Mary’s Broiled Salmon With Marmalade

I have often thought of myself as being basically conservative. For instance, I believe that Christ was right when he said that the second great commandment was, “Thou shalt love thy neighbour as thyself….” He said it 2,000 years ago, but it’s still a good idea. As you can see, I like reading it in the King James translation, which is a bit over 400 years old. Old ideas, old words, old spellings.

I like comfortable old shoes, well-patched work pants and books written long enough ago to prove that they are worth remembering. I enjoy trout fishing and books about the sport. One of my favorites is The Treatise of Fishing with an Angle. The book is over 500 years old and was probably written by a woman, Dame Juliana Berners. It is the oldest known book about fishing published in English and still has some good tips for a trout fisherman. More evidence of my conservative bent.

I am also a conservative when it comes to barbers. Phyllis Jackelen cut my hair for over twenty years. We became friends, exchanged Christmas gifts and enjoyed our time together every month. After Phyllis died I had to find a replacement. It has been only ten months, but I think that Sue Johnson will be Phyllis’ permanent replacement. She does a good job with my thinning hair and likes to cook.

When I asked if she had any favorite recipes that she might consider sharing, she told me about one she got from a friend who lives in Woodbury, Minnesota. Mary Stromen gave it to her nearly ten years ago. A ten-year-old recipe is one that a conservative can use without feeling too liberal, and since Mary is the sister of Karen Pape, our neighbor of more than forty years, the recipe has an even more respectable pedigree.

Dame Juliana has some advice for salmon fishing if you want to catch your own fish, but you can buy some nice skinless filets quite reasonably and turn out a delicious and nutritious entrée in just a few minutes by following the recipe that Sue shared with me. Here is what you do.


1/2 cup orange marmalade           
1 T Dijon mustard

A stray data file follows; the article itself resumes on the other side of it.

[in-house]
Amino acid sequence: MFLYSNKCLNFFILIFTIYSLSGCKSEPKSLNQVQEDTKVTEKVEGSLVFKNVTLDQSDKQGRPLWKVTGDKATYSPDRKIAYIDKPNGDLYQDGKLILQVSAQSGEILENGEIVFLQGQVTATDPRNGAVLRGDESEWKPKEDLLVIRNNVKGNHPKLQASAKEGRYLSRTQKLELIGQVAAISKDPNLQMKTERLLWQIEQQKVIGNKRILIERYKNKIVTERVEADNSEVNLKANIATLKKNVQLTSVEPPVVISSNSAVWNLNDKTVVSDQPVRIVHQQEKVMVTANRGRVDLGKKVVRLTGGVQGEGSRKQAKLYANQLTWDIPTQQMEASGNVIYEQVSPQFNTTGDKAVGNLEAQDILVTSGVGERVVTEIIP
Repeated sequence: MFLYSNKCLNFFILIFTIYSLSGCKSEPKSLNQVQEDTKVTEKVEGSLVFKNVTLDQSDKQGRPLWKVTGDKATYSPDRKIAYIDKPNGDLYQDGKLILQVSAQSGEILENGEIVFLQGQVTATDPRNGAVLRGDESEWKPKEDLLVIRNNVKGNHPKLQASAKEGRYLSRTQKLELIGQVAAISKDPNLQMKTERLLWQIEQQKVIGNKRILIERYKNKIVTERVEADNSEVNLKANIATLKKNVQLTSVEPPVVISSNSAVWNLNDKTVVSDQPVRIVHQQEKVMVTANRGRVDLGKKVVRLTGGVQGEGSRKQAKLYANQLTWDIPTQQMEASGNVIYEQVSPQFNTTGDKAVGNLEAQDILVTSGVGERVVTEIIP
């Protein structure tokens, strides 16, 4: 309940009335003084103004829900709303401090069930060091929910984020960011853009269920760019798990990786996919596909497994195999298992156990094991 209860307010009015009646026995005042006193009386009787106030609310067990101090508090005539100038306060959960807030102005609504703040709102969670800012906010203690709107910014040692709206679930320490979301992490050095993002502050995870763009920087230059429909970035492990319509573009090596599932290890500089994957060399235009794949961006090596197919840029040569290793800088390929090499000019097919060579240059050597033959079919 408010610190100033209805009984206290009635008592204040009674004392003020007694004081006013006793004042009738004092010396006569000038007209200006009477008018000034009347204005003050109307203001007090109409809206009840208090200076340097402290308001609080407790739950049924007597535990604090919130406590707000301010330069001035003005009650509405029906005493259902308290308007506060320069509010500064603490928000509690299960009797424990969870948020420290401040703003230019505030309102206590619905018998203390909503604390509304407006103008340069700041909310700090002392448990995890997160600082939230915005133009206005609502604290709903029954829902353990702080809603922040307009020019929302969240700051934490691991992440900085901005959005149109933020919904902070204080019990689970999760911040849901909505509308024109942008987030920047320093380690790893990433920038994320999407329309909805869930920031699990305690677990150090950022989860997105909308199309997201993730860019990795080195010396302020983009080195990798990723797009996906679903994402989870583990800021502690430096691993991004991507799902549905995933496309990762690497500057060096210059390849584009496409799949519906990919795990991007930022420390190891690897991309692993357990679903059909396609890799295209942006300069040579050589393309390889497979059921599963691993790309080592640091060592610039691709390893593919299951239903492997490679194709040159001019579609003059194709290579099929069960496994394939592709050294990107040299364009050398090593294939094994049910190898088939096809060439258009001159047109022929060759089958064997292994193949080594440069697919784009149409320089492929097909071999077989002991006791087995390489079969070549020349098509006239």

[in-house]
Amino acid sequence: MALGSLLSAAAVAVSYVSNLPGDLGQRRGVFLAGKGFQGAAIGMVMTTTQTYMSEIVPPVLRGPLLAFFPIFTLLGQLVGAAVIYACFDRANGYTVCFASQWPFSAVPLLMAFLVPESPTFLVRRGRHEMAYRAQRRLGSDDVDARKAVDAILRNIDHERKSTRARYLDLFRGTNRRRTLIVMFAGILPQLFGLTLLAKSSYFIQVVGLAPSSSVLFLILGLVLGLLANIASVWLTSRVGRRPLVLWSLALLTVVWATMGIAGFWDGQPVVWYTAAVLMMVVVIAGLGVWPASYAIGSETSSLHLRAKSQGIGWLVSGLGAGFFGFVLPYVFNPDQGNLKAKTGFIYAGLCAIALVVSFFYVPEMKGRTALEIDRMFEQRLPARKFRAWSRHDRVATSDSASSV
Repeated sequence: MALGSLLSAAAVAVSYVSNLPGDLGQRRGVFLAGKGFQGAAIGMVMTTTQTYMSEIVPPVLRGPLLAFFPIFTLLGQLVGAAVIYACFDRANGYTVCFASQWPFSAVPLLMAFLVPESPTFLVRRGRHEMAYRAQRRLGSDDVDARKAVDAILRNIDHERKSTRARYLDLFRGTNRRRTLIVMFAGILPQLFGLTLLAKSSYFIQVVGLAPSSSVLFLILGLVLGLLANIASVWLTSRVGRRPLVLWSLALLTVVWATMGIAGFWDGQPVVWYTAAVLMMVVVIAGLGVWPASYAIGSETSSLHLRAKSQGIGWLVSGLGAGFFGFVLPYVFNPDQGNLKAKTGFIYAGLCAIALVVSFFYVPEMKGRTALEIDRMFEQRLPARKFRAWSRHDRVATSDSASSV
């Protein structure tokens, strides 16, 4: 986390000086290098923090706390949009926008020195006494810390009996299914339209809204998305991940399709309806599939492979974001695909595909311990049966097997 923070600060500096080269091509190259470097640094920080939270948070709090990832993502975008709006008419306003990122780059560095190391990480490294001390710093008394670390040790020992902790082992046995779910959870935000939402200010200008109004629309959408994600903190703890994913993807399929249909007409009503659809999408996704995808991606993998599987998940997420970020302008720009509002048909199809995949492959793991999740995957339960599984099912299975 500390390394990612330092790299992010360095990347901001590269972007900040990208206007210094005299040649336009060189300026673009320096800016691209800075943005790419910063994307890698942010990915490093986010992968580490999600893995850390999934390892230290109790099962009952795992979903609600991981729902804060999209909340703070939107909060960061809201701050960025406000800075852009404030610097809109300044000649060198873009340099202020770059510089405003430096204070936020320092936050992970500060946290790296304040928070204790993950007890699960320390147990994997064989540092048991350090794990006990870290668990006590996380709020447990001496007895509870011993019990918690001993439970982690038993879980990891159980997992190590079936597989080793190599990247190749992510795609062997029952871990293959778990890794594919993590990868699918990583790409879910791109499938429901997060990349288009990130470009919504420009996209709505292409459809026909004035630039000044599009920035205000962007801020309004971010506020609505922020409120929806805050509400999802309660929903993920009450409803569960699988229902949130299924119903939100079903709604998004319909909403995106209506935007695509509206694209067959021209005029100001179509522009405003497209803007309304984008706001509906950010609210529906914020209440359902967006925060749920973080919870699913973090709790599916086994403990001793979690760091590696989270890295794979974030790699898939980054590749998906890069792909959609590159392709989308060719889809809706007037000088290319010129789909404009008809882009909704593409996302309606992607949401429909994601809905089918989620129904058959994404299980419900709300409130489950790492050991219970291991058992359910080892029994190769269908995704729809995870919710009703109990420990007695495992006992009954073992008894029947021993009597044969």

1/2 tsp. garlic powder
1/2 tsp. salt
1/4 tsp. freshly ground black pepper 
1/8 tsp. ground ginger  
4 (6 oz.) skinless salmon filets      


For best results, remove the filets from the refrigerator fifteen or twenty minutes before cooking them. If you are in a hurry and don’t have time to let the filets come to room temperature, just add an extra minute to the cooking times and be sure to check that the fish is done.

Preheat the broiler and arrange the top rack in the oven about six inches below the broiler. Line a jelly roll pan with aluminum foil and coat it with cooking spray.

Stir the spices into the marmalade in a small bowl. Make sure that the spices are thoroughly mixed with the marmalade.

Place the filets in the pan and brush half of the marmalade mixture over the fish. Broil for about six minutes, turn the filets and brush them with the remaining marmalade mixture. Broil for another two minutes or until the fish flakes easily when tested with a fork.    

Serve with rice and a green vegetable or salad.


Imitation Crab Crepes Mornay

On a recent Sunday, when neither my wife nor I felt the need for a big Sunday dinner, I suggested that we try imitation crab crepes. When I searched for recipes on the web, I found plenty of crab and seafood crepe recipes, but they all called for real crab, shrimp, scallops or lobster. I like all of those treasures from the sea, but they are expensive, and we had just indulged ourselves at a nice restaurant the night before.